My gig at EW isn’t writing book reviews, but I
can still state with a fair degree of certainty that Ron McLarty’s
”The Memory of Running” is the best novel you won’t read this year.
But you can experience it, and I’m all but positive that you’ll thank
me for the tip if you do.
”Memory” is the story of 279-pound Smithson Ide, a
smokes-too-much, drinks-too-much, eats-too-much heart attack waiting to
happen. I mean, this guy is a mess — a lovely, addled mess. And then
one day, Smithy finds himself riding across America with his ”fat
ass” hanging over the seat of his boyhood bicycle. He’s on his way
from Rhode Island to L.A. — where he aims to retrieve his sister’s
body from the county morgue — and along the road he meets a parade of
colorful characters. Unlike Huck Finn’s adventures, Smithy’s don’t
amount to literature, but they are always entertaining and sometimes
So why can’t you read it? Because — so far, at least — no publisher will touch it with a 10-foot pole.
CNN expressed it better than I will. The first few paragraphs of their article bear repeating:
Ron McLarty wrote an 800-page novel at age 24. When publishers showed no interest, he wrote another and another. After the third, a novel called "The Memory of Running," he finally gave up sending manuscripts to publishers.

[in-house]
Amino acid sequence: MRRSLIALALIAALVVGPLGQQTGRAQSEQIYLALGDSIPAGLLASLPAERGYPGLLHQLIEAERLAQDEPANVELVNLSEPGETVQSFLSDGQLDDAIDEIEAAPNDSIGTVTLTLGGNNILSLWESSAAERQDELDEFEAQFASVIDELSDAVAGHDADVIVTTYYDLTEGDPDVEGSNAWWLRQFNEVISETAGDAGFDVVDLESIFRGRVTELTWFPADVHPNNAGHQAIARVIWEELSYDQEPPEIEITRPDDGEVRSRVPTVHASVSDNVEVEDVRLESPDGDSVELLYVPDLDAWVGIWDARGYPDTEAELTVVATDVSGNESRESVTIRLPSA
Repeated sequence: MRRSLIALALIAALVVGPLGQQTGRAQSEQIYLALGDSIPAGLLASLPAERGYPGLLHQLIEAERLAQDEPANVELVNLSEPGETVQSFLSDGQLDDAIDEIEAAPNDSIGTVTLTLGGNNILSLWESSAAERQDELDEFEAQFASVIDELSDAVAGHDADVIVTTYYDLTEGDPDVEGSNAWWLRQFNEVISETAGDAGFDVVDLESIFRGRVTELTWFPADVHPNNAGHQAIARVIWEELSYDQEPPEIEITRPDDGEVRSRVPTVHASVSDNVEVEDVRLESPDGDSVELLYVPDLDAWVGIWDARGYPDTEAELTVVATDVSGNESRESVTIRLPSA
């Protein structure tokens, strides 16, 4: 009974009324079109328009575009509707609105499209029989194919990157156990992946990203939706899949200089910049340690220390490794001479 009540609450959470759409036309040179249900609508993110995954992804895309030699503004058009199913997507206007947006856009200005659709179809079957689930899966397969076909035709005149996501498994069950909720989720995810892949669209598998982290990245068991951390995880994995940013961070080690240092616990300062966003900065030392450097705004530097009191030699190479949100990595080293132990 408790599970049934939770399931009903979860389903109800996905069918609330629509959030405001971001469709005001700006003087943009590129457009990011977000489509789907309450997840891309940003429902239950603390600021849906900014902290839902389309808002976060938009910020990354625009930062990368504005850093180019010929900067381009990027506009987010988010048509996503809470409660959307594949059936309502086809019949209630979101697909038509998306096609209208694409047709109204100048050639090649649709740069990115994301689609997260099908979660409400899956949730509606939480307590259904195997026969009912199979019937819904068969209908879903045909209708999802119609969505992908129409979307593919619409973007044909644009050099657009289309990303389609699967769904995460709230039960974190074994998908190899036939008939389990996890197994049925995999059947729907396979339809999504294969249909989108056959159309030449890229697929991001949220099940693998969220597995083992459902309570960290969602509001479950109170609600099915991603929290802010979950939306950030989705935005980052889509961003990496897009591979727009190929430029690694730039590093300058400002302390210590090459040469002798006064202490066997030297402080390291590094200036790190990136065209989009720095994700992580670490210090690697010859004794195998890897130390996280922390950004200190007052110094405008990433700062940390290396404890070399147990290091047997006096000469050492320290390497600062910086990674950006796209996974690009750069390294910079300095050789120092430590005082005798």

But he kept writing.
McLarty went on to finish 44 plays, nine novels and assorted poems without ever publishing a word. He supported himself as an actor through voice-overs, audiobooks and advertisements. He appeared on Broadway in 1972’s "Moonchildren" and 1991’s "Our Country’s Good," and on TV in such series as "Spenser: For Hire," "Cop Rock" and "Sex and the City."
Then last September — after a lonely 35-year literary odyssey involving a thoughtful audiobook producer, a small-town librarian, and novelists Danielle Steel and Stephen King — Ron McLarty got published at age 56.
Top publishers in the industry all placed bids for "The Memory of Running." It was roughly 15 years after McLarty wrote it in 1988 and two weeks after King wrote an Entertainment Weekly magazine column in which he called McLarty’s manuscript "the best novel you won’t read this year." Viking, a division of Penguin Group (USA) Inc., eventually won the auction with a two-book deal for just over $2 million.
Now isn’t that a big warm fuzzy story and a bit of an indictment on publishing houses?